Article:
Who Says Pigford Is Reparations?
In a 2001 debate on the issue of slavery reparations, Al Pires--one of the lead attorneys behind the Pigford black farmers settlement--referred to the settlement "mini-reparations" and described the reparations "'dream team' he was part of," which included one of President Barack Obama's most important law school mentors.
The video from the November 2001 "Big Debate on Reparations for Slavery at Boston College" is still archived on the C-SPAN website and included participants like Pires, who favored slavery reparations, and the late Christopher Hitchens, who opposed them.
In his introduction, Pires briefly described what he referred to as the "Reparations Dream Team" of lawyers and scholars that came together in 2000, and that Pires said was poised to start a legal offensive in federal courts. He listed participants, including the well-known O.J. Simpson defense attorney Johnnie Cochran, and mentioned the role of Charles Ogletree of Harvard Law School.
Ogletree was the Harvard Law School mentor of Barack and Michelle Obama and remains close to them as a friend and adviser. The connection to Ogletree is significant because of Obama's key involvement in the black farmers' settlements, from sponsoring the Pigford II bill that greatly expanded the number of sign-ups to extending the "attempted-to-farm" standard to women, Hispanics, and Native Americans as President.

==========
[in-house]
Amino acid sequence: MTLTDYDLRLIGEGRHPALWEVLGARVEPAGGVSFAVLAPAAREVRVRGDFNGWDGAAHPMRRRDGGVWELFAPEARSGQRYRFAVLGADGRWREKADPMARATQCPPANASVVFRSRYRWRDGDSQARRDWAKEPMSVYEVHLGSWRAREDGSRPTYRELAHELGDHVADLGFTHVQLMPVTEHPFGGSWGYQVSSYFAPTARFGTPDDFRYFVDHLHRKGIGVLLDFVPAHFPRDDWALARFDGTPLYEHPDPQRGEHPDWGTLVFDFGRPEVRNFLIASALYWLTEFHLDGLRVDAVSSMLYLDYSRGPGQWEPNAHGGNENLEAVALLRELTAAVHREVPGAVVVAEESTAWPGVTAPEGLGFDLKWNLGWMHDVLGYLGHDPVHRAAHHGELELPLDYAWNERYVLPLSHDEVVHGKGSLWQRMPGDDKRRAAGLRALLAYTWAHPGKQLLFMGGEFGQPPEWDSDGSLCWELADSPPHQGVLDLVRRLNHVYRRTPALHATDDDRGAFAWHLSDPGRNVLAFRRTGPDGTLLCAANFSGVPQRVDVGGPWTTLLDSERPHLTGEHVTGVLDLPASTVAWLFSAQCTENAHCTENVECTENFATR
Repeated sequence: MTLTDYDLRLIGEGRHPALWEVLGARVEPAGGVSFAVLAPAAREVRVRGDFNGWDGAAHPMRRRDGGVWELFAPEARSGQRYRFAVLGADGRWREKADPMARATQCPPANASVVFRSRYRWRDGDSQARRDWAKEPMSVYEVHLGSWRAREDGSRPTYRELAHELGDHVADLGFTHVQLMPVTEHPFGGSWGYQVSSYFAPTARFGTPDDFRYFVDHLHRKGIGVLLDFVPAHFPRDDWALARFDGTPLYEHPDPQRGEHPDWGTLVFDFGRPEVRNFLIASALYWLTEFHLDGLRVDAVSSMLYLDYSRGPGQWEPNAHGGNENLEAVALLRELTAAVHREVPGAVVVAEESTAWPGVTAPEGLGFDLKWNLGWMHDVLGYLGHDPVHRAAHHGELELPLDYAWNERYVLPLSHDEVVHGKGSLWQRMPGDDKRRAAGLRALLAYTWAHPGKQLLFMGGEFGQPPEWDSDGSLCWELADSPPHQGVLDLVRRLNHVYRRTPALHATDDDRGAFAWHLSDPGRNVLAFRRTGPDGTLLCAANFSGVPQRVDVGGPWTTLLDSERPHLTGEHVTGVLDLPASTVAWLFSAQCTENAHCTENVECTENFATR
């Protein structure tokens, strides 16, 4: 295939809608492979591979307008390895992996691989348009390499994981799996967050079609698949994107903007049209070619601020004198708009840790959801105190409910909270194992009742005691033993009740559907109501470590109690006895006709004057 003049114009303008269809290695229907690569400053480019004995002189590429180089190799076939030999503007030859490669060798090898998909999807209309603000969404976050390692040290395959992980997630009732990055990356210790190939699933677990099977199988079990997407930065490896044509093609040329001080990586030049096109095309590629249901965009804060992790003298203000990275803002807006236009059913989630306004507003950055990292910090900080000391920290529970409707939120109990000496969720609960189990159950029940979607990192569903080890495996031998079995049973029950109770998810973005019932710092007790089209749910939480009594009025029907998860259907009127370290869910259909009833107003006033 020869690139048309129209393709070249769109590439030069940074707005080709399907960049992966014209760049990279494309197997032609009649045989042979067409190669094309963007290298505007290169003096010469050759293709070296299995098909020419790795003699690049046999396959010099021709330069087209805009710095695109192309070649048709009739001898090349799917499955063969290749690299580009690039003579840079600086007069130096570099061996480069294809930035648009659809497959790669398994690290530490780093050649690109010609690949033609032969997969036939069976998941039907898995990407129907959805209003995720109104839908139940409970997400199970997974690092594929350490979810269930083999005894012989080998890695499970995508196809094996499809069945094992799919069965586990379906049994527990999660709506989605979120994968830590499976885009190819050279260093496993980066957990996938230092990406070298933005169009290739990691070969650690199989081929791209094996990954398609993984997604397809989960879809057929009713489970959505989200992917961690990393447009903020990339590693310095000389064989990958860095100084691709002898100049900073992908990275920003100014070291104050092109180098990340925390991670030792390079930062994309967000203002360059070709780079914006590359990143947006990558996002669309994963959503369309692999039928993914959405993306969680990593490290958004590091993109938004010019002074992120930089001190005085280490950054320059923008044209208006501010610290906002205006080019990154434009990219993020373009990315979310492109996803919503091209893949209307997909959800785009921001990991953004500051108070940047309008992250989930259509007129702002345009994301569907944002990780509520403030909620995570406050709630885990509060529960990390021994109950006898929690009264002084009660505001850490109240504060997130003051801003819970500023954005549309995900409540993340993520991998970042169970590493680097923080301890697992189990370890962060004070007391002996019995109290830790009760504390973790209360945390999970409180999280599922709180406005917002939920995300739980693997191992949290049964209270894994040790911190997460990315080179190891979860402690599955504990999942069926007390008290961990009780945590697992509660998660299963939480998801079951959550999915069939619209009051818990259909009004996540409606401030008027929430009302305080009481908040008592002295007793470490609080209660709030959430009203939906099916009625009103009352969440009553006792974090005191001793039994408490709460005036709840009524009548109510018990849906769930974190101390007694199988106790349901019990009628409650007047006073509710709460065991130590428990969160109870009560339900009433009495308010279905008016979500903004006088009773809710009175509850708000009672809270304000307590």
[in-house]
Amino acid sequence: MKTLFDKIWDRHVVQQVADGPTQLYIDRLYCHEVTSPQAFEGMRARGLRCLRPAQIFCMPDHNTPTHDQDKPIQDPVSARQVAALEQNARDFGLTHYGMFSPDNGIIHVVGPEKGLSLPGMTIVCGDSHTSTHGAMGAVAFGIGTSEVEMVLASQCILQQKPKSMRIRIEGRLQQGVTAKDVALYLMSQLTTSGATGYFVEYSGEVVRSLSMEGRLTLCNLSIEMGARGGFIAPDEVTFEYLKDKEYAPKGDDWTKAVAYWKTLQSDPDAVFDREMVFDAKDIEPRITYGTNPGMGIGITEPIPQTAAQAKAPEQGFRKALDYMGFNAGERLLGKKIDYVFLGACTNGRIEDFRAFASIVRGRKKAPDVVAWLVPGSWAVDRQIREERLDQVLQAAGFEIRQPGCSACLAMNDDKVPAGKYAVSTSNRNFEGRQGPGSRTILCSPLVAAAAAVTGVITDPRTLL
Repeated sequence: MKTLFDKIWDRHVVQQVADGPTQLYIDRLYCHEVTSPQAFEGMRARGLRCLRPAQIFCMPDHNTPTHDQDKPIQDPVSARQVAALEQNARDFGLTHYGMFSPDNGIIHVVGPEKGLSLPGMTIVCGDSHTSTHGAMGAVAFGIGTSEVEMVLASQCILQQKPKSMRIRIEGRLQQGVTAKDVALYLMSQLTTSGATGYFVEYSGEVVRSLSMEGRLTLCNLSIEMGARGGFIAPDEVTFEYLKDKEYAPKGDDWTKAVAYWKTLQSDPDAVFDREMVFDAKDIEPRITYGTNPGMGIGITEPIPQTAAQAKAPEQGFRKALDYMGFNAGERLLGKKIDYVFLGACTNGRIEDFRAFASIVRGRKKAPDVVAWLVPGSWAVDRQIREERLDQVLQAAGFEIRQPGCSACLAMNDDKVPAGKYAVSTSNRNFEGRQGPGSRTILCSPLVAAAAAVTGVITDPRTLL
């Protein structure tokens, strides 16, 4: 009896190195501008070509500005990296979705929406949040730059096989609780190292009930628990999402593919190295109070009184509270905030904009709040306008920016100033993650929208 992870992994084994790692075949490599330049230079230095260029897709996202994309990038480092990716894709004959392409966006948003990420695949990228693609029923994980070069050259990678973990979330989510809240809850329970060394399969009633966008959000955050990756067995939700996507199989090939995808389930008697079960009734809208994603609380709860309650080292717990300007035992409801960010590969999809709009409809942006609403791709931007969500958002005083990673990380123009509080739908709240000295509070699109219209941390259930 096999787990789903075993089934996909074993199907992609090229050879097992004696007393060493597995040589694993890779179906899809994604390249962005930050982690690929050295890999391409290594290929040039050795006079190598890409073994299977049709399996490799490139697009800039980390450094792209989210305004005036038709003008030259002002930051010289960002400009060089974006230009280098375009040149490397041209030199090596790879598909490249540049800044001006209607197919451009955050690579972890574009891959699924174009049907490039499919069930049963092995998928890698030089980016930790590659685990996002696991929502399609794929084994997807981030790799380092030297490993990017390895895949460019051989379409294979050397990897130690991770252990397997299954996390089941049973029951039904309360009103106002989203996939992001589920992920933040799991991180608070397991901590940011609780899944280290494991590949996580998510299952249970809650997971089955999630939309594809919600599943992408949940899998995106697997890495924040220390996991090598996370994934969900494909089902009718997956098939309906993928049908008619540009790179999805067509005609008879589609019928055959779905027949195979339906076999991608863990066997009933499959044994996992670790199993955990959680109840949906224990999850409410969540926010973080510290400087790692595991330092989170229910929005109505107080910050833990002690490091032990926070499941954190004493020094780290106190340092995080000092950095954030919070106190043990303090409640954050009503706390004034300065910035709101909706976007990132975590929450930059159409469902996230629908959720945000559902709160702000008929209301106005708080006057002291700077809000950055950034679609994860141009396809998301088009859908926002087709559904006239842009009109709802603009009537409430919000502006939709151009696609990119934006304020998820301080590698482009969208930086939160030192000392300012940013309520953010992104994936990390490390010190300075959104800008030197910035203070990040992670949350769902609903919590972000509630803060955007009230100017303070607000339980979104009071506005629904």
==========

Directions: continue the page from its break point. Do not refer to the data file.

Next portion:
Pires then described the black farmers' settlements and his lead role in promoting them throughout the south. He describes America as the "biggest racist the world has ever seen."
This lawsuit that we brought--which again was black and white lawyers but mostly black--was against the United States government, which I believe is the biggest racist the world has ever seen. Your own government is your worst model because people can do and hide behind the government that which they can't hide behind when they work for companies. As a result of that case, we recovered more than a billion dollars. We got more involved in it. A lot of the farmers and the people in the south looked at this case as a mini-reparations case.
This is a revealing look into the thought process of one of the lead architects of Pigford, and it shows the motivation behind a settlement that was open to massive corruption.
Doing so wasn't feasible with just the courts; it took legislation to reopen the case. Around the same time as the Reparations Dream Team was planning its agenda and the first Pigford settlement would begin doling out checks for $50,000 to people who had never farmed a day in their life, a young Illinois State Senator named Barack Obama was interviewed on WBEZ in Chicago and lamented how the U.S. court system did not do a good job redistributing wealth. He said that he felt legislative action was more effective for its "administrative" functions.
It would take close to a decade for President Barack Obama to put that theory into practice.